SHAFAQNA – Bahraini regime continues to suppress people and denies their rights amid silence of international community.
The security forces continues to confront the protesters on daily basis, firing fission bullets and tear gas. Various cases of impunity are documented, and many trails are being held, unfairly, based on confessions extracted under torture. The detainees are not allowed to access their lawyers. They are subjected to severe torture, ill-treatment, medical negligence, defamation, electric shocks, sexual harassments and sectarian assaults. Human rights activists are summoned into investigations, they are severely beaten, forced to suspend and resign from their activities. All of this takes place in Bahrain without any regard to the human rights mechanisms and international laws, especially the Universal Declaration of Human Rights and the right to freedom of opinion.
Occasionally, the Bahraini government claims promoting religious tolerance and countering sectarianism. However, facts on the ground reveal the opposite, as 65 to 70% of the Shia majority are subjected to a systematic policy of repression. Foreign troops from Saudi Arabia and UAE are deployed in Bahrain to assist the security forces, in its raids on the peaceful protesters. In the wake of the US President Donald Trump’s meeting with the Bahraini king Hamad Bin Isa Al Khalifa, during the last summit in Riyadh, the authorities have stepped up its crackdown.
Sheikh Isa Qasim, the spiritual leader of Shia majority was revoked of his citizenship in June 2016. This action incurred the rage of his followers who staged in the square facing Qasim’s residence, in Diraz village. The village was besieged, and the largest Friday prayer at Imam Sadiq mosque was banned. In May 27, 2017, Sheikh Qasim was sentenced to one year imprisonment, suspended to three years, and he was ordered to pay 100 thousand BHD, in fines. Later, the Interior Ministry stormed into the residence, it arrested all the protesters and executed at least 5 martyrs. The martyrs were forcibly buried, without the permission of their families, by the regime, which is regarded as an act of violation against all religious, constitutional and humanitarian norms.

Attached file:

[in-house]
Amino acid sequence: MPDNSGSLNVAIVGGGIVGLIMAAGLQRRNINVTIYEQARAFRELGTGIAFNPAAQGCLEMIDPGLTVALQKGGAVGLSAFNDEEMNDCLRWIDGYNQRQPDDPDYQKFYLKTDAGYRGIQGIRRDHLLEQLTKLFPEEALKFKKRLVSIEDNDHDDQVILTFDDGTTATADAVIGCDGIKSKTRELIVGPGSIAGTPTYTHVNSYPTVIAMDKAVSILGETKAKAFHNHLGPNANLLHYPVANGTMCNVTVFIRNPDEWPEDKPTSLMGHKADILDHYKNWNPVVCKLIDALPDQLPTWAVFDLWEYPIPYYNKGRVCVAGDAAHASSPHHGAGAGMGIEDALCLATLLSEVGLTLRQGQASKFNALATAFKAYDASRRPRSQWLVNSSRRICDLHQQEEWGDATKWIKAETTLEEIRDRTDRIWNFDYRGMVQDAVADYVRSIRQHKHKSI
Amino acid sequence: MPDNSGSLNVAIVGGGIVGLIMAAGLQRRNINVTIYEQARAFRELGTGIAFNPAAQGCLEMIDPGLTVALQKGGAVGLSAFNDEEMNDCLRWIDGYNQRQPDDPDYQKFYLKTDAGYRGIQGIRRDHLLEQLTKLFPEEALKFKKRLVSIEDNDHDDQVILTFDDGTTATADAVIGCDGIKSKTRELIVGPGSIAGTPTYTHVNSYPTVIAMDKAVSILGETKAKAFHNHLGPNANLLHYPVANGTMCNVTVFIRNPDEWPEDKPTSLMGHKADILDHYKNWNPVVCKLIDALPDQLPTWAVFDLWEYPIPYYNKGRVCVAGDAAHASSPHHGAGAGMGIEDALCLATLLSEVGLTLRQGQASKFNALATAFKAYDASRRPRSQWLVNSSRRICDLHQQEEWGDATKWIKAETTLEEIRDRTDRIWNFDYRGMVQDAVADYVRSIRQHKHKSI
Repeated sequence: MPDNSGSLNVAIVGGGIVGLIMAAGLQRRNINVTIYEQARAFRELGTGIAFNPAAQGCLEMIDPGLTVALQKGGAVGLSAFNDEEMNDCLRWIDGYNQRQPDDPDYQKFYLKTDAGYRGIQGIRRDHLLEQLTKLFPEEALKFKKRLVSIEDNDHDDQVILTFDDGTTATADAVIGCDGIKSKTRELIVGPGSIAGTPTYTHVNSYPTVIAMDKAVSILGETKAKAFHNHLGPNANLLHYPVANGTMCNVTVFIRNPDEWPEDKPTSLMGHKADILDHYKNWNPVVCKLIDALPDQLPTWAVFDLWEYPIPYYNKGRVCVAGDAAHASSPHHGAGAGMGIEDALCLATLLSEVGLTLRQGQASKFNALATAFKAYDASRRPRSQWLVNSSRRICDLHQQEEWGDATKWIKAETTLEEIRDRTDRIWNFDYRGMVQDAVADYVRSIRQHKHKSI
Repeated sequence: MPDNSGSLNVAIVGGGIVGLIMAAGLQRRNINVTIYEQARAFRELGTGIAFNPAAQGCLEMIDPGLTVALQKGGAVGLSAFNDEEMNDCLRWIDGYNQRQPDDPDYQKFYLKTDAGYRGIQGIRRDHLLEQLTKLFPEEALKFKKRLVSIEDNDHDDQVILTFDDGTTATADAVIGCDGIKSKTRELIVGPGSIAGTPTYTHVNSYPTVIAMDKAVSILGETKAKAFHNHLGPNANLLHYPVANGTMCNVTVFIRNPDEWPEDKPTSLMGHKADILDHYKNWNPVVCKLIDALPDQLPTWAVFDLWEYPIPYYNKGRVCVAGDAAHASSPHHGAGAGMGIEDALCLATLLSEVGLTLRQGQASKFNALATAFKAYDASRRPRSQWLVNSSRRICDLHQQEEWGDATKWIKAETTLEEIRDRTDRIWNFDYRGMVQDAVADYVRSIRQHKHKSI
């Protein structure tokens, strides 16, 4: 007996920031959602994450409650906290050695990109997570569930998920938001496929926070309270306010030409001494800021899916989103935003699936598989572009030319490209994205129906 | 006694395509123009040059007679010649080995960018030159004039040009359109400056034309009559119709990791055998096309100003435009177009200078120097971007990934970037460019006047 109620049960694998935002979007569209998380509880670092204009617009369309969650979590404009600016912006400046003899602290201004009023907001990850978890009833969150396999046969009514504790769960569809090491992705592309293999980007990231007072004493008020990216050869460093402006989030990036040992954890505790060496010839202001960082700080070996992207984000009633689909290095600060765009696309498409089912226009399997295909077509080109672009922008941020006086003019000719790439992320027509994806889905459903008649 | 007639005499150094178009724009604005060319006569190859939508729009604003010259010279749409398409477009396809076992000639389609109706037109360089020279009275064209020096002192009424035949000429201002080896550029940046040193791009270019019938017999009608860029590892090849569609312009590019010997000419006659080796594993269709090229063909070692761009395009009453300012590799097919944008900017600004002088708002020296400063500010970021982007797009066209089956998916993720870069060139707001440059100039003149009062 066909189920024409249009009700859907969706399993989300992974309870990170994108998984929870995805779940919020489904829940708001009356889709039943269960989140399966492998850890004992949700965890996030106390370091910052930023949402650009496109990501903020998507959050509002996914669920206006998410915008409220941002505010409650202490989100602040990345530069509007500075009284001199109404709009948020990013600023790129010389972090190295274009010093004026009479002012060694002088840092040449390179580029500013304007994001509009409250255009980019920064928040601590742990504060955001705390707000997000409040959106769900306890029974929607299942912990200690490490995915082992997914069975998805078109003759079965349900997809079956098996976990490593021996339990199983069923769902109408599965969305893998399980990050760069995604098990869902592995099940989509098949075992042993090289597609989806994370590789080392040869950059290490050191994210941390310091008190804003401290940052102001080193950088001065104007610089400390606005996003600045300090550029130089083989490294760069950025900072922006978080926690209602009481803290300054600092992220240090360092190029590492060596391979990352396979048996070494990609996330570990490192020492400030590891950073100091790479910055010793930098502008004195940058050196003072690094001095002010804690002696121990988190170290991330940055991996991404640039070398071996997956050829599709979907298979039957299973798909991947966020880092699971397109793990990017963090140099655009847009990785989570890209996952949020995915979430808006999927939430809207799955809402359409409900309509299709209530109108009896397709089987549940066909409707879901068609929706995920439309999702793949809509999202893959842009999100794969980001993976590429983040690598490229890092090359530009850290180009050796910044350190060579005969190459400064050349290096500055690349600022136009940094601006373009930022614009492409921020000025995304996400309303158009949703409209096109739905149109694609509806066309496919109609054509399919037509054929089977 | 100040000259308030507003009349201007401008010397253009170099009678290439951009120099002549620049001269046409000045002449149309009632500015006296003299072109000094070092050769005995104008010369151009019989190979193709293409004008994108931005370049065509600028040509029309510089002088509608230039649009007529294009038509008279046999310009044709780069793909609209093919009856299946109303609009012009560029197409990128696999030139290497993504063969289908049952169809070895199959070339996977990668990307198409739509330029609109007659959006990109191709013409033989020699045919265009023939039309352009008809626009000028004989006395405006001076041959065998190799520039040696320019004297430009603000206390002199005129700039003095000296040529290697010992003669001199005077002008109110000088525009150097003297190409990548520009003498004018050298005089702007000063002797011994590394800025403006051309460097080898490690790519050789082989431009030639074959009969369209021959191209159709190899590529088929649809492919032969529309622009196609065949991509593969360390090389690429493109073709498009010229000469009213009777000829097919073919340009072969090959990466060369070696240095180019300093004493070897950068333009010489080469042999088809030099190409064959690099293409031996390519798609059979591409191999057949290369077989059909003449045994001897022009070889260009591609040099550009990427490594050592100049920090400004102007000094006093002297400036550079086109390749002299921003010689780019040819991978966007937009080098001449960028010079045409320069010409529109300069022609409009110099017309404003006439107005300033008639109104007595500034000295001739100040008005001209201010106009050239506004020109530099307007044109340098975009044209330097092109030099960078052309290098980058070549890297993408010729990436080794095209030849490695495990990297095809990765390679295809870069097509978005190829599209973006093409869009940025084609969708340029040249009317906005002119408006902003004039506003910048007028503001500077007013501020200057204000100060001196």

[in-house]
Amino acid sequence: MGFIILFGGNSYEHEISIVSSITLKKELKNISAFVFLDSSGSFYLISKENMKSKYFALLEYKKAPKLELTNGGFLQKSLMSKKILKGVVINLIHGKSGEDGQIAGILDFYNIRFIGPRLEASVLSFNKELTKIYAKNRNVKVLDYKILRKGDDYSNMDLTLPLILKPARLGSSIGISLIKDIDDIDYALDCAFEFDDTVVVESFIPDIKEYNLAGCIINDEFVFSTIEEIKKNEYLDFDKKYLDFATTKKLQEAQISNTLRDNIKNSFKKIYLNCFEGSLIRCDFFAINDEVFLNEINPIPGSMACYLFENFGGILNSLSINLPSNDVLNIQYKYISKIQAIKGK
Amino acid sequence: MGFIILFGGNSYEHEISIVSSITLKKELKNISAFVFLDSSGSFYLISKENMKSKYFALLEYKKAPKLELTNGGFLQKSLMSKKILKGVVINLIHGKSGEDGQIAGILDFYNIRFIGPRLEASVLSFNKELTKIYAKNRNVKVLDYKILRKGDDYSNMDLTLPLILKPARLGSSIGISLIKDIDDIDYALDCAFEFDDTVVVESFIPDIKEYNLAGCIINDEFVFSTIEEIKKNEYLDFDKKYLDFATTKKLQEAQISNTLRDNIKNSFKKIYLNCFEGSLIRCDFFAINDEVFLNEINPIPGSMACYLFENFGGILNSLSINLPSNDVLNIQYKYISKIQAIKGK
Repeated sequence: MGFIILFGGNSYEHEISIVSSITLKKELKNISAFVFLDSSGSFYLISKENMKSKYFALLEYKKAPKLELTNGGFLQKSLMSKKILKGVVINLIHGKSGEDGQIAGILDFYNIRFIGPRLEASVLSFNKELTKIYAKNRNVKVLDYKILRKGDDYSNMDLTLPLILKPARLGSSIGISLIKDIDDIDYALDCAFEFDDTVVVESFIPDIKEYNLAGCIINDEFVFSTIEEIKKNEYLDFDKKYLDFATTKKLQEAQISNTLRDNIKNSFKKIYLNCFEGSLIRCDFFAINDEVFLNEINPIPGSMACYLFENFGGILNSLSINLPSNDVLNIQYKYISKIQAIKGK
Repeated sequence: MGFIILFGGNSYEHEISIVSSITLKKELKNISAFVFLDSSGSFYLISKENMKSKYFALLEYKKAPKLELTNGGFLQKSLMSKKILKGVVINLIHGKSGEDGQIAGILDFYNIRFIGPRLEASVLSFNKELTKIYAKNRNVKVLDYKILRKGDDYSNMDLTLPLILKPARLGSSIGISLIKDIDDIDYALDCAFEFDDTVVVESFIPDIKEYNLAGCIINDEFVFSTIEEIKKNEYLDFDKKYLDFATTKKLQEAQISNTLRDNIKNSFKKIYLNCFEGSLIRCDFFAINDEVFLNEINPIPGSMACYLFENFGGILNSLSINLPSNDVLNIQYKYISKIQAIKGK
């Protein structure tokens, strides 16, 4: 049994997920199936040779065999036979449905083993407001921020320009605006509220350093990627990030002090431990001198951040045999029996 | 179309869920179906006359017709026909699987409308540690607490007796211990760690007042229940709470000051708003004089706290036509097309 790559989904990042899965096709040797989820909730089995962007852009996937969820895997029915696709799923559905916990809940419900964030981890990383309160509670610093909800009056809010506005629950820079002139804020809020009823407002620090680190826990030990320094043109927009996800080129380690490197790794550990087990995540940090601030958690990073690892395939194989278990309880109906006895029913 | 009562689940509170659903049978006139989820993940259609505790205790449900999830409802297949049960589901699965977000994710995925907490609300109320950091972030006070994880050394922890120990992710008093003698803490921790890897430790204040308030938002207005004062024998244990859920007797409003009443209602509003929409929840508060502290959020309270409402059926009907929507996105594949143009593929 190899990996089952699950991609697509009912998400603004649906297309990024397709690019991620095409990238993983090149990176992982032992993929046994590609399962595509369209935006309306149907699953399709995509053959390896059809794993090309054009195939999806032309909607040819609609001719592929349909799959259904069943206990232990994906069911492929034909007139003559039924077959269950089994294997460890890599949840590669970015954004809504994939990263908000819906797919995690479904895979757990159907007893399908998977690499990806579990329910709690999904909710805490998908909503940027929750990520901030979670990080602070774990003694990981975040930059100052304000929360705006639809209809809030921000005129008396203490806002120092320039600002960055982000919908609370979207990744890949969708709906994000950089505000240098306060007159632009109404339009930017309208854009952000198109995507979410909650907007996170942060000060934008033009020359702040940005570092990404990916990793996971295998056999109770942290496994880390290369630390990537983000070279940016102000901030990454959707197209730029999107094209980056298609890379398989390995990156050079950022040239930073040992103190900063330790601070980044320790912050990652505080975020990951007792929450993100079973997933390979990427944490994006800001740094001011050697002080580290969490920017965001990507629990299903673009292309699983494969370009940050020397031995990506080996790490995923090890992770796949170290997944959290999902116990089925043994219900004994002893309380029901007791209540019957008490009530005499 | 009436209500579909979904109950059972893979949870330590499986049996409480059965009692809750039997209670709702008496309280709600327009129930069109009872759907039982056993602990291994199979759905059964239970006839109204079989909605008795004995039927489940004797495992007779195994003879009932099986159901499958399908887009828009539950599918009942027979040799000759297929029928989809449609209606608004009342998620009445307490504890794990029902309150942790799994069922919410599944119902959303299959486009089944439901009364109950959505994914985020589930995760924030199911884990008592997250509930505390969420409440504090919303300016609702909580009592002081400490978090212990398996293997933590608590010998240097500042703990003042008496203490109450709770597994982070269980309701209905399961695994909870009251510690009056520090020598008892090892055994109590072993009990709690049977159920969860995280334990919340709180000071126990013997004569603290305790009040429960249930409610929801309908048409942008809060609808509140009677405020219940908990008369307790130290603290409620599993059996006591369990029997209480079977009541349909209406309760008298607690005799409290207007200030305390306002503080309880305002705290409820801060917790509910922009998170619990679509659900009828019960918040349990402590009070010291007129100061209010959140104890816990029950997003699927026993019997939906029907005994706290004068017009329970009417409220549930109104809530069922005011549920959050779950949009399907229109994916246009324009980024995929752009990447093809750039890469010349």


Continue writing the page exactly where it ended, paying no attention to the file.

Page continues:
Sheikh Isa Qasim is a prominent figure in Bahrain. He is a preacher of national and Islamic unity. He stresses in his speeches on encountering the “Sectarian conflict scheme’. He firmly directs his followers to peaceful methods saying: “Peaceful methods have been our choice since the first day”. The charges against Sheikh Qasim are related to the practice of the Shia religious ritual “Al Khums”, which is, to Shia, a ritual of collecting funds. The duty of Khums has been practiced by Shia for centuries. The government insults this ritual, claiming that it is an act of “laundering money”. Today, Sheikh Isa Qasim is in serious danger, and his fate is unknown. People are concerned about the possibility of exiling him outside the country.
In its blatant campaign, the government dissolved two major political opposition group, Al Wefaq Islamic Society and The Secular National Democratic Action Society (Wa’ad). The reason behind this banning was solely their criticism of the escalating of human rights violation, and their determination on political reforms. Observers believe that “Bahrain is heading toward total suppression of human rights”.
Amid the absence of accountability and the silence of the international community, the regime’s prisons have become overcrowded with prisoners of conscience. For instance, Sheikh Ali Salman, the Secretary General of Al Wefaq is behind bars, although he, repeatedly, used to call for peaceful means and dialogue. The Bahraini people are determined to proceed their way to building a liberal constitutional monarchy.
Consequently, it is the time to put an end to the suffering of the Bahraini people, to resume earnest dialogue, and to end all forms of reprisals against human rights and political activists.
The international community must stop the bloody calculated campaign by the Bahraini regime, which in fact adopt local laws in order to restrict the civil rights.
By Sondoss Al Assad – This article appeared first in ABNA